# How to draw a diagonal rectangle with TikZ?

Let's say I have a 4x4 matrix denoted by 16 nodes in TikZ.

I would like to draw a diagonal rectangle as depicted below, do I have to compute 'manually' the coordinates for each top of the rectangle or can I do it more easily? \documentclass{article}
\usepackage{amsmath, amsfonts, amssymb}
\usepackage{tikz}

\begin{document}
\begin{tikzpicture}
\node (a) at (0, 0) {a};
\node (b) at (1,0) {b};
\node (c) at (2,0) {c};
\node (d) at (3,0) {d};

\node (e) at (0,-0.5) {e};
\node (f) at (1,-0.5) {f};
\node (g) at (2,-0.5) {g};
\node (h) at (3,-0.5) {h};

\node (i) at (0,-1) {i};
\node (j) at (1,-1) {j};
\node (k) at (2,-1) {k};
\node (l) at (3,-1) {l};

\node (m) at (0,-1.5) {m};
\node (n) at (1,-1.5) {n};
\node (o) at (2,-1.5) {o};
\node (p) at (3,-1.5) {p};
\end{tikzpicture}
\end{document}

• Of course you can use the coordinates of the nodes a and p to draw the rectangle. Details require that you show us a mwe. – Jürgen Apr 10 '17 at 13:59
• @Jürgen I added a MWE. I also tried \draw (a) rectangle (p) but it results in a huge rectangle that embraces all nodes. – Raoul722 Apr 10 '17 at 15:11
• Yes, of course. My remark was just meant as a hint. The complete answers show how to do it (especially the one from Andrew Swann uses the nodes directly). – Jürgen Apr 12 '17 at 5:04

## 2 Answers \documentclass[border=2mm]{standalone}
\usepackage{tikz}
\usetikzlibrary{matrix,calc}
\begin{document}
\begin{tikzpicture}
\matrix (M) [matrix of nodes]
{ a & b & c & d \\
e & f & g & h \\
i & j & k & l \\
m & n & o & p \\
};
\draw[blue,rounded corners]
let \p1=($(M-1-1)!-2mm!(M-4-4)$),
\p2=($(M-4-4)!-2mm!(M-1-1)$),
\p3=($(\p1)!2mm!90:(\p2)$),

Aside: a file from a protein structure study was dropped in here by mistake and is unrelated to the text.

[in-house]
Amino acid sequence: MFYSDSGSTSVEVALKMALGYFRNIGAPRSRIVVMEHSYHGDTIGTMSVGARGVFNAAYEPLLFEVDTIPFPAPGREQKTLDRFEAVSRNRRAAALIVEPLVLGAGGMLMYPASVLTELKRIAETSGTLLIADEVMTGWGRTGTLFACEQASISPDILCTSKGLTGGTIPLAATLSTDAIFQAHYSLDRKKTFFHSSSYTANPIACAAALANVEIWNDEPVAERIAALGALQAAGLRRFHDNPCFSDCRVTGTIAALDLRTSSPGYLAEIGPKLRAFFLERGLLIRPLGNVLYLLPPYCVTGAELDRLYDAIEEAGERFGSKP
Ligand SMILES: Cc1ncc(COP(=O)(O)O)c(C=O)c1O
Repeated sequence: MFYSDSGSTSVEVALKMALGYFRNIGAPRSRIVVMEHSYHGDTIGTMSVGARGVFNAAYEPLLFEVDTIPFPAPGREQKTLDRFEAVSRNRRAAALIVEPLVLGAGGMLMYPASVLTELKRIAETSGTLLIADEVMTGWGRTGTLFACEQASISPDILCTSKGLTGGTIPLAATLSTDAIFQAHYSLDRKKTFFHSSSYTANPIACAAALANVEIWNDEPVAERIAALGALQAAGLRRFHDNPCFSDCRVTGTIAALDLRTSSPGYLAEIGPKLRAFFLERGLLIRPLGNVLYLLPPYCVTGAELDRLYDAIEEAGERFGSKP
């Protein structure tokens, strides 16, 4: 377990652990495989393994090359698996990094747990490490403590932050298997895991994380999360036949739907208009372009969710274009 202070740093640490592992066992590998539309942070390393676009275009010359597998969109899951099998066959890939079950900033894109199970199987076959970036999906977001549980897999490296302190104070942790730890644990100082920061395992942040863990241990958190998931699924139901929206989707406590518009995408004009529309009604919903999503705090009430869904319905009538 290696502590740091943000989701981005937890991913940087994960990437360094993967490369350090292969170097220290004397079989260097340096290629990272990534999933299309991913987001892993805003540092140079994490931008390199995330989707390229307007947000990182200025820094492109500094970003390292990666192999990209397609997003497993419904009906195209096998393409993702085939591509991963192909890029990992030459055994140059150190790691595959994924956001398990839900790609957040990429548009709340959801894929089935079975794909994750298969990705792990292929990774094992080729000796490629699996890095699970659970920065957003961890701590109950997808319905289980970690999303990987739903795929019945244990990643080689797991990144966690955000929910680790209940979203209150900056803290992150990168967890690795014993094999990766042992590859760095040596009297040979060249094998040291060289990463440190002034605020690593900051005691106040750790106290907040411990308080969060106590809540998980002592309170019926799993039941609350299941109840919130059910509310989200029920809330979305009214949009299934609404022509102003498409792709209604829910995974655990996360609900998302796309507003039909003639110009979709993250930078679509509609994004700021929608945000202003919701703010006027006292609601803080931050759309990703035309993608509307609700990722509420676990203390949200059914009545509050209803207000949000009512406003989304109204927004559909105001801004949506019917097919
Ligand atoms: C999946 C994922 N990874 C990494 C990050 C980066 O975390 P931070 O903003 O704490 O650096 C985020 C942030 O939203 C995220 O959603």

\p4=($(\p1)!2mm!-90:(\p2)$),
\p5=($(\p2)!2mm!90:(\p1)$),
\p6=($(\p2)!2mm!-90:(\p1)$)
in
(\p3) -- (\p4)-- (\p5) -- (\p6) -- cycle;
\end{tikzpicture}
\end{document}


For your MWE that came a bit late: \documentclass{article}
\usepackage{tikz}
\usetikzlibrary{calc}
\begin{document}
\begin{tikzpicture}
\node (a) at (0, 0) {a};
\node (b) at (1,0) {b};
\node (c) at (2,0) {c};
\node (d) at (3,0) {d};

\node (e) at (0,-0.5) {e};
\node (f) at (1,-0.5) {f};
\node (g) at (2,-0.5) {g};
\node (h) at (3,-0.5) {h};

\node (i) at (0,-1) {i};
\node (j) at (1,-1) {j};
\node (k) at (2,-1) {k};
\node (l) at (3,-1) {l};

\node (m) at (0,-1.5) {m};
\node (n) at (1,-1.5) {n};
\node (o) at (2,-1.5) {o};
\node (p) at (3,-1.5) {p};
\draw[blue,rounded corners]
let \p1=($(a)!-2mm!(p)$),
\p2=($(p)!-2mm!(a)$),
\p3=($(\p1)!2mm!90:(\p2)$),
\p4=($(\p1)!2mm!-90:(\p2)$),
\p5=($(\p2)!2mm!90:(\p1)$),
\p6=($(\p2)!2mm!-90:(\p1)$)
in
(\p3) -- (\p4)-- (\p5) -- (\p6) -- cycle;
\end{tikzpicture}
\end{document}


This answer shows how to get a rotated rectangle to fit around any two given nodes, so does not require any change to the way you set-up the picture. \documentclass{article}
\usepackage{amsmath, amsfonts, amssymb}
\usepackage{tikz}
\usetikzlibrary{fit}

\begin{document}
\begin{tikzpicture}
\node (a) at (0, 0) {a};
\node (b) at (1,0) {b};
\node (c) at (2,0) {c};
\node (d) at (3,0) {d};

\node (e) at (0,-0.5) {e};
\node (f) at (1,-0.5) {f};
\node (g) at (2,-0.5) {g};
\node (h) at (3,-0.5) {h};

\node (i) at (0,-1) {i};
\node (j) at (1,-1) {j};
\node (k) at (2,-1) {k};
\node (l) at (3,-1) {l};

\node (m) at (0,-1.5) {m};
\node (n) at (1,-1.5) {n};
\node (o) at (2,-1.5) {o};
\node (p) at (3,-1.5) {p};
\pgfmathanglebetweenpoints{\pgfpointanchor{a}{center}}{\pgfpointanchor{p}{center}}
\pgfmathsetmacro{\myangle}{\pgfmathresult}
\node[draw=blue, rounded corners=2pt, rotate fit=\myangle, fit=(a) (p)] {};
\end{tikzpicture}
\end{document}


The main idea is to use the fit library, but you need to add a calculation of the rotation angle. Without an angle, fit just produces a rectangle containing the nodes, but with edges parallel to the coordinate axes.